An estimated one billion people around the world lack vitamin D, which increases their risk of COVID-19 infections and new strains of the virus that become complicated and potentially life-threatening. In November 2020, the authorities of Andalusia, a Spanish province, started giving vulnerable groups of people supplements of a particularly active form of vitamin D. The result of this intervention showed quickly. The number of patients in intensive care plummeted and the death rate dropped by 82 percent. Meanwhile, the death rate in Great Britain and many other countries went up, most likely because vitamin D deficiencies are more common during the winter period. A British politician has therefore urged Prime Minister Boris Johnson to follow the Andalusian method, which is both effective and inexpensive. Furthermore, a Spanish study shows that supplementing hospitalized COVID-19 patients with active vitamin D can save lives. How much vitamin D do we need and how does the body activate vitamin D from sun exposure or from supplements?
Vitamin B6 is important for our energy levels, immune defense, nervous system, and a host of other functions. Vitamin B6 may even be able to reduce the severity of COVID-19 infections, according to an article written by Japanese, Chinese, and Thai scientists and published in Frontiers in Nutrition. The researchers refer to several clinical studies that show how vitamin C, vitamin D, magnesium, and zinc are able to reduce serious symptoms in COVID-19 patients, and they call for more studies of vitamin B6, simply because patients that are severely affected by COVID-19 often suffer from traumatic diseases and lack of several essential nutrients.
The most common inflammatory bowel diseases are Crohn’s disease and ulcerative colitis. Lack of certain nutrients can contribute to the development of these conditions. On the other hand, the diseases and the therapies used to treat them may also impair the body’s ability to absorb or utilize certain nutrients, thereby starting a vicious cycle that can make the disease worse. This was demonstrated in a new Greek study that is published in Nutrients. Chronic inflammatory bowel diseases primarily occur in the Western countries and especially at northern latitudes, which suggests that sun exposure and typically Western diets pay a major role in the development of these diseases.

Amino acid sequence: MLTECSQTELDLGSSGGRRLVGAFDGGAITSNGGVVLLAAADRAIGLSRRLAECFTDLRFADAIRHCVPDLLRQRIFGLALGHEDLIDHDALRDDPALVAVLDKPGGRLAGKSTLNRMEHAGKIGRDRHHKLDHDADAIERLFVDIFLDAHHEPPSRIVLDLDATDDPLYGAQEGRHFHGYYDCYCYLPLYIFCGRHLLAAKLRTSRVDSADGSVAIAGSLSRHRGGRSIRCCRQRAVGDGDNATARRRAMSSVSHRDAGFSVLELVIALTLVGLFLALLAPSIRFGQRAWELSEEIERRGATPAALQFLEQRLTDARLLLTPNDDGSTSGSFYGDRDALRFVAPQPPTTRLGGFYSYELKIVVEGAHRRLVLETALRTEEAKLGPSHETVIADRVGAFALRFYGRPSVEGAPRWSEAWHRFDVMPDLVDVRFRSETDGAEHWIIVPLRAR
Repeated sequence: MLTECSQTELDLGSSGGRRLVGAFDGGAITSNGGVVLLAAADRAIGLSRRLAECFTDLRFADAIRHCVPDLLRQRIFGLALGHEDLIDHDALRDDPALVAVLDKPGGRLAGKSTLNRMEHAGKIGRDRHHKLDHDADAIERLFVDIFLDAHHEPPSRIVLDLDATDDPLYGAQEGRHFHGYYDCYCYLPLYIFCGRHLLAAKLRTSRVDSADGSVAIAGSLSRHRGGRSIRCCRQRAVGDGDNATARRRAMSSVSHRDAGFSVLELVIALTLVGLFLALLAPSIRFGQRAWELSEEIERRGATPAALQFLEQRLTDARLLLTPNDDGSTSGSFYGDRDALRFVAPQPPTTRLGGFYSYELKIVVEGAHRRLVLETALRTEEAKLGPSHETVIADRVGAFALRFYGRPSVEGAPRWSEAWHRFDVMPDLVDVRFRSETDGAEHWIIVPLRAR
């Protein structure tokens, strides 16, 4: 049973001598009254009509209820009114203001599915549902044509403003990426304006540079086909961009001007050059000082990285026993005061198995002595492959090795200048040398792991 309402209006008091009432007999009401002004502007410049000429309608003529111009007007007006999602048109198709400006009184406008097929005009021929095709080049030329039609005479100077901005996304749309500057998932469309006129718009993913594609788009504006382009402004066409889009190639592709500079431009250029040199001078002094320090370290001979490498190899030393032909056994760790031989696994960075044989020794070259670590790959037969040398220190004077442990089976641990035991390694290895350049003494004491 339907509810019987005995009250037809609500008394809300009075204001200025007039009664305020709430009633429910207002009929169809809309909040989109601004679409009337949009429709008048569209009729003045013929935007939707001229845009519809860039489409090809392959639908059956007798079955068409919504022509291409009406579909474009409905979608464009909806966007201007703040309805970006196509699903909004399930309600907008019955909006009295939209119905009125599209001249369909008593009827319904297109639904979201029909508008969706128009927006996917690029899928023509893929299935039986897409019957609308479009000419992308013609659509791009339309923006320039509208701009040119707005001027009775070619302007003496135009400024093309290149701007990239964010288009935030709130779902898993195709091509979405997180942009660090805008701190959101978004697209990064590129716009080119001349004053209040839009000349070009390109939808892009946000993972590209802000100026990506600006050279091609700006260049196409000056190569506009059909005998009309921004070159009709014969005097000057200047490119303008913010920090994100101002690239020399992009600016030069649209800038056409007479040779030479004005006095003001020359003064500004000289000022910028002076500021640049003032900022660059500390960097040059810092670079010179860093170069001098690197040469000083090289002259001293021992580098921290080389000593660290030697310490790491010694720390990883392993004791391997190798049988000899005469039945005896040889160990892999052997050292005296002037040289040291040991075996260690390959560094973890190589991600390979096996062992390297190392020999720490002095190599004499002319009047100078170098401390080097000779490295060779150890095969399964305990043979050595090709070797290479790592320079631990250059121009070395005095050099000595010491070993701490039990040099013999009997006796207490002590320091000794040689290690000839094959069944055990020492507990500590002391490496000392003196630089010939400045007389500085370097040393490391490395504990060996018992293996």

During pregnancy, the unborn child is totally dependent on the mother’s vitamin D status. Vitamin D is primarily known for its role in supporting bone development. However, the vitamin is also of vital importance to the child’s brain, cognitive skills, and intelligence. According to a new, American study that is published in The Journal of Nutrition, this is why it is so important for pregnant women to have optimal vitamin D levels in their blood. The researchers point to the fact that vitamin D deficiencies are rather common and mention that they observed significantly lower blood levels of the nutrient in pregnant women of color. They hope their study can contribute to increased focus on the benefits of vitamin D supplementation in pregnancy.
Selenium is an essential trace element that supports a host of different proteins and antioxidants that are important for pregnancy. According to a new Norwegian population study that is published in the science journal Nutrients, lack of selenium during pregnancy may stunt the growth of the fetus and result in low birth weight. This may have consequences for the child’s growth, cognitive skills, and health. Selenium deficiencies are rather common in Norway and the rest of Europe and that is a problem.
- and an alarming need to establish responsibility
Vitamin D deficiency is a widespread problem, which increases the risk of complicated COVID-19 infections, muscle weakness, cancer, and a lot of other problems. The Danish Veterinary and Food Administration now recommends that both children and adults take vitamin D supplements throughout the entire winter period and that particularly vulnerable groups take high-dosed vitamin D supplements all year round. However, the new recommendations have not yet been included in the Danish Health Authority’s awareness campaigns for fighting COVID-19 because vitamin D appears to have ended up in a legal gap between being a foodstuff on one side and medicine on the other. According to a British study that was published earlier, there is currently an alarming need to establish responsibility in order to make sure that nursing home residents and other exposed groups get their vitamin D supplements, just like they receive their prescription medicine.